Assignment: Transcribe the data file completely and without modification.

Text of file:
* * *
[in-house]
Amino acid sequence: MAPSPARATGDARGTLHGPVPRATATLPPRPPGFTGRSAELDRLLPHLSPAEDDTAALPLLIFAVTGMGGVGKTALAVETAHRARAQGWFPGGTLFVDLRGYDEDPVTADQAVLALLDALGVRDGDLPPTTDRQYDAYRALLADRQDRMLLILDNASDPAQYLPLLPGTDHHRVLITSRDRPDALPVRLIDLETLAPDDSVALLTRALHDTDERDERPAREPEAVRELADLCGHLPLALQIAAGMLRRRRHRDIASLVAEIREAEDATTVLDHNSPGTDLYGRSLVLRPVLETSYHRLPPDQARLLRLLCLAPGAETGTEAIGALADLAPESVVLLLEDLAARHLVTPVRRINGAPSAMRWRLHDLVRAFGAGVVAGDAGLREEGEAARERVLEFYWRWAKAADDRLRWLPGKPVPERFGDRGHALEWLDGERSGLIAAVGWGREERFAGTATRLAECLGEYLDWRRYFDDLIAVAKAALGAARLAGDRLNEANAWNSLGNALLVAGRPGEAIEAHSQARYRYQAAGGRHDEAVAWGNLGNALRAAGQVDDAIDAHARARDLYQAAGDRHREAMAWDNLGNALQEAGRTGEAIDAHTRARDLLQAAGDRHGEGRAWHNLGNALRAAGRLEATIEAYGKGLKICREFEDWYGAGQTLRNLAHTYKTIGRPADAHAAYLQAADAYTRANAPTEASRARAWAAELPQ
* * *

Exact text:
[in-house]
Amino acid sequence: MAPSPARATGDARGTLHGPVPRATATLPPRPPGFTGRSAELDRLLPHLSPAEDDTAALPLLIFAVTGMGGVGKTALAVETAHRARAQGWFPGGTLFVDLRGYDEDPVTADQAVLALLDALGVRDGDLPPTTDRQYDAYRALLADRQDRMLLILDNASDPAQYLPLLPGTDHHRVLITSRDRPDALPVRLIDLETLAPDDSVALLTRALHDTDERDERPAREPEAVRELADLCGHLPLALQIAAGMLRRRRHRDIASLVAEIREAEDATTVLDHNSPGTDLYGRSLVLRPVLETSYHRLPPDQARLLRLLCLAPGAETGTEAIGALADLAPESVVLLLEDLAARHLVTPVRRINGAPSAMRWRLHDLVRAFGAGVVAGDAGLREEGEAARERVLEFYWRWAKAADDRLRWLPGKPVPERFGDRGHALEWLDGERSGLIAAVGWGREERFAGTATRLAECLGEYLDWRRYFDDLIAVAKAALGAARLAGDRLNEANAWNSLGNALLVAGRPGEAIEAHSQARYRYQAAGGRHDEAVAWGNLGNALRAAGQVDDAIDAHARARDLYQAAGDRHREAMAWDNLGNALQEAGRTGEAIDAHTRARDLLQAAGDRHGEGRAWHNLGNALRAAGRLEATIEAYGKGLKICREFEDWYGAGQTLRNLAHTYKTIGRPADAHAAYLQAADAYTRANAPTEASRARAWAAELPQ